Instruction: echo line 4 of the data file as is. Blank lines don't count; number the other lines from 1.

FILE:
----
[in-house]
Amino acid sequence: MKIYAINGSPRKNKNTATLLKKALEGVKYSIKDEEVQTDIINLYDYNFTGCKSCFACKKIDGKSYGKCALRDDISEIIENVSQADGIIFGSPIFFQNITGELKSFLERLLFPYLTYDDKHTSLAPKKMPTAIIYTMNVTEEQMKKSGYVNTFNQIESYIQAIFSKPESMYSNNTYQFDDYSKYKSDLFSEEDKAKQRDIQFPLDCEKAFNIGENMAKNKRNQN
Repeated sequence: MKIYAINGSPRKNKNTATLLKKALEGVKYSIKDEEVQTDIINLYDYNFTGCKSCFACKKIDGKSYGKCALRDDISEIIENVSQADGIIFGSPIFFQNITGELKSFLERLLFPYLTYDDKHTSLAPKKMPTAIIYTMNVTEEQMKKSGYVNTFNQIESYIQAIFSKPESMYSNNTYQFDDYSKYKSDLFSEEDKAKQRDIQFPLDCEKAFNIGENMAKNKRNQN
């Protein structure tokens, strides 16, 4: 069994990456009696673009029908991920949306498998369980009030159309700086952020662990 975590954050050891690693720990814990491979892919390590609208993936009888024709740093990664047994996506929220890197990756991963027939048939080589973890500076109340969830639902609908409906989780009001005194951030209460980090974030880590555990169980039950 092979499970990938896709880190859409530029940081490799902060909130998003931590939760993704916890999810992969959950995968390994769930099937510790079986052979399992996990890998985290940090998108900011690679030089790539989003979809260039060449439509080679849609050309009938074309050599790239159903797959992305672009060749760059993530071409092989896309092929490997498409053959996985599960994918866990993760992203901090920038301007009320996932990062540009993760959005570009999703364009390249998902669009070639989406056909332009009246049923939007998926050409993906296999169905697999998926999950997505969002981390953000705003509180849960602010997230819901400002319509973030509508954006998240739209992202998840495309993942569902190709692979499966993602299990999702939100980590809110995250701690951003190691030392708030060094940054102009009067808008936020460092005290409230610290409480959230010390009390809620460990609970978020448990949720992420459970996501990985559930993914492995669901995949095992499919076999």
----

């Protein structure tokens, strides 16, 4: 069994990456009696673009029908991920949306498998369980009030159309700086952020662990 975590954050050891690693720990814990491979892919390590609208993936009888024709740093990664047994996506929220890197990756991963027939048939080589973890500076109340969830639902609908409906989780009001005194951030209460980090974030880590555990169980039950 092979499970990938896709880190859409530029940081490799902060909130998003931590939760993704916890999810992969959950995968390994769930099937510790079986052979399992996990890998985290940090998108900011690679030089790539989003979809260039060449439509080679849609050309009938074309050599790239159903797959992305672009060749760059993530071409092989896309092929490997498409053959996985599960994918866990993760992203901090920038301007009320996932990062540009993760959005570009999703364009390249998902669009070639989406056909332009009246049923939007998926050409993906296999169905697999998926999950997505969002981390953000705003509180849960602010997230819901400002319509973030509508954006998240739209992202998840495309993942569902190709692979499966993602299990999702939100980590809110995250701690951003190691030392708030060094940054102009009067808008936020460092005290409230610290409480959230010390009390809620460990609970978020448990949720992420459970996501990985559930993914492995669901995949095992499919076999």